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Chapter 2 - Electronic Structure and the Periodic Table

Chapter 2 - Electronic Structure and the Periodic Table

Postby ssnk1234 » Wed Jul 06, 2016 5:54 pm

Hi,
This query relates to Ionisation Energy, found in Chapter 2 of General Chemistry.
It says on page CHM-22: "The ionisation energy potential increases from left to right within a period and decreases from the top to the bottom of a group or column of the periodic chart."

It then says on page CHM-23, "...the 1st IP of Na+ is therefore expected to be greater than the 1st IP of Al+"

However, doesn't this contradict the sentence above, whereby the ionisation potential is increasing from left to right across a period? Therefore, by this logic, shouldn't Na+ have a lower ionisation potential compared to Al+, since Al+ is located in IIIA and Na+ is located in IA?

Appreciate any help/clarification.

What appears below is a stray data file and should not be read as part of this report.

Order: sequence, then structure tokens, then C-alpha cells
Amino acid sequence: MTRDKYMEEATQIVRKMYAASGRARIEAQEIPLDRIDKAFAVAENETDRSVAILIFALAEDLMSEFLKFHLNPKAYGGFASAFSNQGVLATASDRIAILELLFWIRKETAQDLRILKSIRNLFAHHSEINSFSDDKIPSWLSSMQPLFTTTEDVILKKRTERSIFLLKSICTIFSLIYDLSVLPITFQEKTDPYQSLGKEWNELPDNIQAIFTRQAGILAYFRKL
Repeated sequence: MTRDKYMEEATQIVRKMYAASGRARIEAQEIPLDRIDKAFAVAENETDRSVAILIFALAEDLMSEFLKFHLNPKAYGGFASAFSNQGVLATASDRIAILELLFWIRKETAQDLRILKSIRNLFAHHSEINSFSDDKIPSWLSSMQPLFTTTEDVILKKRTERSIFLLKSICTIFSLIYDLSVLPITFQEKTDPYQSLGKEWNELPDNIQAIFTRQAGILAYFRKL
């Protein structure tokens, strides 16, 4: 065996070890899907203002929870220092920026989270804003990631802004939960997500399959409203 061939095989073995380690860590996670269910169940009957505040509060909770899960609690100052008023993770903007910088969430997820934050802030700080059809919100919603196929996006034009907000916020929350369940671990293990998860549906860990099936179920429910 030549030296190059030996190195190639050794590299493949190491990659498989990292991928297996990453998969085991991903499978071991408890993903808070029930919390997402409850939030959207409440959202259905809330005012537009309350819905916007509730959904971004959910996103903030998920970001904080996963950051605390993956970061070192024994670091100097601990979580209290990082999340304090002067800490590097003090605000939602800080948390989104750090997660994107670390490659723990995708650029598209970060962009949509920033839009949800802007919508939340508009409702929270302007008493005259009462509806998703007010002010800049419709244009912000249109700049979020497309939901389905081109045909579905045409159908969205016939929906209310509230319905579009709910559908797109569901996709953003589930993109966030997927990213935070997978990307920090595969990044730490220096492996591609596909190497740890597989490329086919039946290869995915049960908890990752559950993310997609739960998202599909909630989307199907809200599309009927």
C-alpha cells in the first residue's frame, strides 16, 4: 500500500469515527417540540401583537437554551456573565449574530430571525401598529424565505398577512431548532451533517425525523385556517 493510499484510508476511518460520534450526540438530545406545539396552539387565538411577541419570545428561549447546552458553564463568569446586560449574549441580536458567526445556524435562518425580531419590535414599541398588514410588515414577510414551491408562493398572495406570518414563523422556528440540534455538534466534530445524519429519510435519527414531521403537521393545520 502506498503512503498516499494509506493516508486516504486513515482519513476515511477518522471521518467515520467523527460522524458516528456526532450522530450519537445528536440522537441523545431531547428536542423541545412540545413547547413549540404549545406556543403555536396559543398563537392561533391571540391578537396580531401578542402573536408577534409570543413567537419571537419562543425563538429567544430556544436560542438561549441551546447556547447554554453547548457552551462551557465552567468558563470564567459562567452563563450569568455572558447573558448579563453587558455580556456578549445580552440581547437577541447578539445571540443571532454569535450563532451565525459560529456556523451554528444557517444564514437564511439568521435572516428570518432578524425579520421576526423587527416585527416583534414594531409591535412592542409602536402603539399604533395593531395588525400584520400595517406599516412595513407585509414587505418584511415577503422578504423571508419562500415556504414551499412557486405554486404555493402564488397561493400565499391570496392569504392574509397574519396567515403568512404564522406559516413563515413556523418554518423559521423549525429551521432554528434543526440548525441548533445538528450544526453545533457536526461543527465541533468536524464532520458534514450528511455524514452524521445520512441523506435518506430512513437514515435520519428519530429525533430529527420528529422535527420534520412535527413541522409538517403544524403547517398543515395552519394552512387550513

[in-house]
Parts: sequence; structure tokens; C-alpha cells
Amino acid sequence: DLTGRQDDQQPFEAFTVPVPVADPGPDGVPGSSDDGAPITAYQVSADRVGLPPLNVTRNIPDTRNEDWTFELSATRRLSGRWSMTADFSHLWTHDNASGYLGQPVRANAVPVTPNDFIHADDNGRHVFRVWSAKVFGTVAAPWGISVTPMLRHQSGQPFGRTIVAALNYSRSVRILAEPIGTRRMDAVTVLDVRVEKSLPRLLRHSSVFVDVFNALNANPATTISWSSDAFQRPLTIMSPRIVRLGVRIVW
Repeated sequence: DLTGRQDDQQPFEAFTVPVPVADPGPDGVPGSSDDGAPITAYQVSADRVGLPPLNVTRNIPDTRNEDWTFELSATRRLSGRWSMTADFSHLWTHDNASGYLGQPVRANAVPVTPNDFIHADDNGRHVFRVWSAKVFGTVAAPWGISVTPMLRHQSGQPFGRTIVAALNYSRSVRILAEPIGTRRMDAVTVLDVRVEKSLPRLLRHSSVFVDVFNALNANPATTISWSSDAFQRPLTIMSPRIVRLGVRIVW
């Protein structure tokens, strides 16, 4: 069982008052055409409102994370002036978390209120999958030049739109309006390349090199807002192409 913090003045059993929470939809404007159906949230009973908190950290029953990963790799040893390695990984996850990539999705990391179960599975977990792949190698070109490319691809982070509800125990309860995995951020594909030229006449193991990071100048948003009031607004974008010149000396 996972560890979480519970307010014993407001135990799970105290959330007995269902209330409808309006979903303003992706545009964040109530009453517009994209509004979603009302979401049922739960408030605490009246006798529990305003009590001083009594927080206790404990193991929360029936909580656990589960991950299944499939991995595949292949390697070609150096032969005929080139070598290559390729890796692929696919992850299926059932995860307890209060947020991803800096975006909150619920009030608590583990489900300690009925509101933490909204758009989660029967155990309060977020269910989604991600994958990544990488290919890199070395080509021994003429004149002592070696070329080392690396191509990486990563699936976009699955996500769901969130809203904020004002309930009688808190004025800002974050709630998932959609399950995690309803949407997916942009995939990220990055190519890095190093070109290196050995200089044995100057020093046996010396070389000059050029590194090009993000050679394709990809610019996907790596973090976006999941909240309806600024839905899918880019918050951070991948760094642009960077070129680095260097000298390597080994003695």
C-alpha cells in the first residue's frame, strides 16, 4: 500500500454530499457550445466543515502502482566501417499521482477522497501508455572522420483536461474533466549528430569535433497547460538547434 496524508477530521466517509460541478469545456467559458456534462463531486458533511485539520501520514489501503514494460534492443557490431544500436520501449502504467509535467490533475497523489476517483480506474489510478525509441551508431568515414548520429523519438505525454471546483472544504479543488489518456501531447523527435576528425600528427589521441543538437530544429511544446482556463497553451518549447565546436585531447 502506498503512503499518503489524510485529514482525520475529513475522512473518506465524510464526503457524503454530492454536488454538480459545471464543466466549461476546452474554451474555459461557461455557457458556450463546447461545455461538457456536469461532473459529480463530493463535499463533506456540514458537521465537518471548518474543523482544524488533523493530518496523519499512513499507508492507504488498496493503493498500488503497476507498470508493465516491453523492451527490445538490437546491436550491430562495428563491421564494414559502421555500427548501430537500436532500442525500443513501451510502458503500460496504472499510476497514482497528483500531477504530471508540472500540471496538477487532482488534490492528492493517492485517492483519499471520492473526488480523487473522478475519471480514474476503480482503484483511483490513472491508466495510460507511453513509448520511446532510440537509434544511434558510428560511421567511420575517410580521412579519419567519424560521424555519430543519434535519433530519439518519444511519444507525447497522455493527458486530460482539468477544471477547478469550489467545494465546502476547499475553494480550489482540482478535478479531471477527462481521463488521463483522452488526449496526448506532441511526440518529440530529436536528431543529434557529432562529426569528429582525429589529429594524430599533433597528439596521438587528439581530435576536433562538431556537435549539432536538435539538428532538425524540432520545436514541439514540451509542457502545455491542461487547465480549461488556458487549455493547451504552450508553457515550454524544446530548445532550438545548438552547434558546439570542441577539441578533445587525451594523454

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Re: Chapter 2 - Electronic Structure and the Periodic Table

Postby goldstanda3269 » Wed Jul 06, 2016 9:12 pm

Just to be clear: You don't need to memorise 2nd IP but this kind of reasoning is exactly what shows up on the real GAMSAT.

ssnk1234 wrote:It says on page CHM-22: "The ionisation energy potential increases from left to right within a period and decreases from the top to the bottom of a group or column of the periodic chart."


Correct. This point is underlined with the arrows shown around the periodic table on CHM-27.


ssnk1234 wrote:It then says on page CHM-23, "...the 1st IP of Na+ is therefore expected to be greater than the 1st IP of Al+"

However, doesn't this contradict the sentence above, whereby the ionisation potential is increasing from left to right across a period? Therefore, by this logic, shouldn't Na+ have a lower ionisation potential compared to Al+, since Al+ is located in IIIA and Na+ is located in IA?


It is not true that Al+ is located in IIIA and Na+ is located in IA. It is true that Al is located in IIIA and Na is located in IA. And therefore Na has a lower ionisation potential compared to Al. But this is the whole point about 2nd IP compared to 1st IP. Now (2nd IP) we are looking at removing an electron from an atom that is already missing an electron. The electronic configuration of Na+ is similar to Ne (neon, in the last group in the periodic table), and Al+ is below that, similar to Mg, and so Na+ has the higher IP.
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